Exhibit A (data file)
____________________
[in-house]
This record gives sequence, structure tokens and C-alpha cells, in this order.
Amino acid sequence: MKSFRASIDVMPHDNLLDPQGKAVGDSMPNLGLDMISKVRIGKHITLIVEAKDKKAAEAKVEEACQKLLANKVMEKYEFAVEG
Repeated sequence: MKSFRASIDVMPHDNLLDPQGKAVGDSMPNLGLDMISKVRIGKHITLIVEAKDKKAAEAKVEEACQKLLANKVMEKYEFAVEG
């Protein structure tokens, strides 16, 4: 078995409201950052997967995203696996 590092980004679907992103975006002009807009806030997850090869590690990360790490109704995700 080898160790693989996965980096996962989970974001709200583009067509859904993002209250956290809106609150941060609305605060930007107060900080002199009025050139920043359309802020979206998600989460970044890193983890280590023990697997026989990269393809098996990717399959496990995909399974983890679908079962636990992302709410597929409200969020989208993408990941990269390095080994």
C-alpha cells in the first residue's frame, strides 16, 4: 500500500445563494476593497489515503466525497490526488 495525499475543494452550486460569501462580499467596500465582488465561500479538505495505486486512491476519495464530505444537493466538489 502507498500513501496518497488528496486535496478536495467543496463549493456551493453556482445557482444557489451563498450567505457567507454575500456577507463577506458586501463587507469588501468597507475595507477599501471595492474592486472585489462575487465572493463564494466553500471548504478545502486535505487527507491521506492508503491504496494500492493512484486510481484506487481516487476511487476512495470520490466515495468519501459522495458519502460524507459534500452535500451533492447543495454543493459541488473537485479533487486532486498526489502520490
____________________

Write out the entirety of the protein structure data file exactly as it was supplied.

[in-house]
This record gives sequence, structure tokens and C-alpha cells, in this order.
Amino acid sequence: MKSFRASIDVMPHDNLLDPQGKAVGDSMPNLGLDMISKVRIGKHITLIVEAKDKKAAEAKVEEACQKLLANKVMEKYEFAVEG
Repeated sequence: MKSFRASIDVMPHDNLLDPQGKAVGDSMPNLGLDMISKVRIGKHITLIVEAKDKKAAEAKVEEACQKLLANKVMEKYEFAVEG
């Protein structure tokens, strides 16, 4: 078995409201950052997967995203696996 590092980004679907992103975006002009807009806030997850090869590690990360790490109704995700 080898160790693989996965980096996962989970974001709200583009067509859904993002209250956290809106609150941060609305605060930007107060900080002199009025050139920043359309802020979206998600989460970044890193983890280590023990697997026989990269393809098996990717399959496990995909399974983890679908079962636990992302709410597929409200969020989208993408990941990269390095080994």
C-alpha cells in the first residue's frame, strides 16, 4: 500500500445563494476593497489515503466525497490526488 495525499475543494452550486460569501462580499467596500465582488465561500479538505495505486486512491476519495464530505444537493466538489 502507498500513501496518497488528496486535496478536495467543496463549493456551493453556482445557482444557489451563498450567505457567507454575500456577507463577506458586501463587507469588501468597507475595507477599501471595492474592486472585489462575487465572493463564494466553500471548504478545502486535505487527507491521506492508503491504496494500492493512484486510481484506487481516487476511487476512495470520490466515495468519501459522495458519502460524507459534500452535500451533492447543495454543493459541488473537485479533487486532486498526489502520490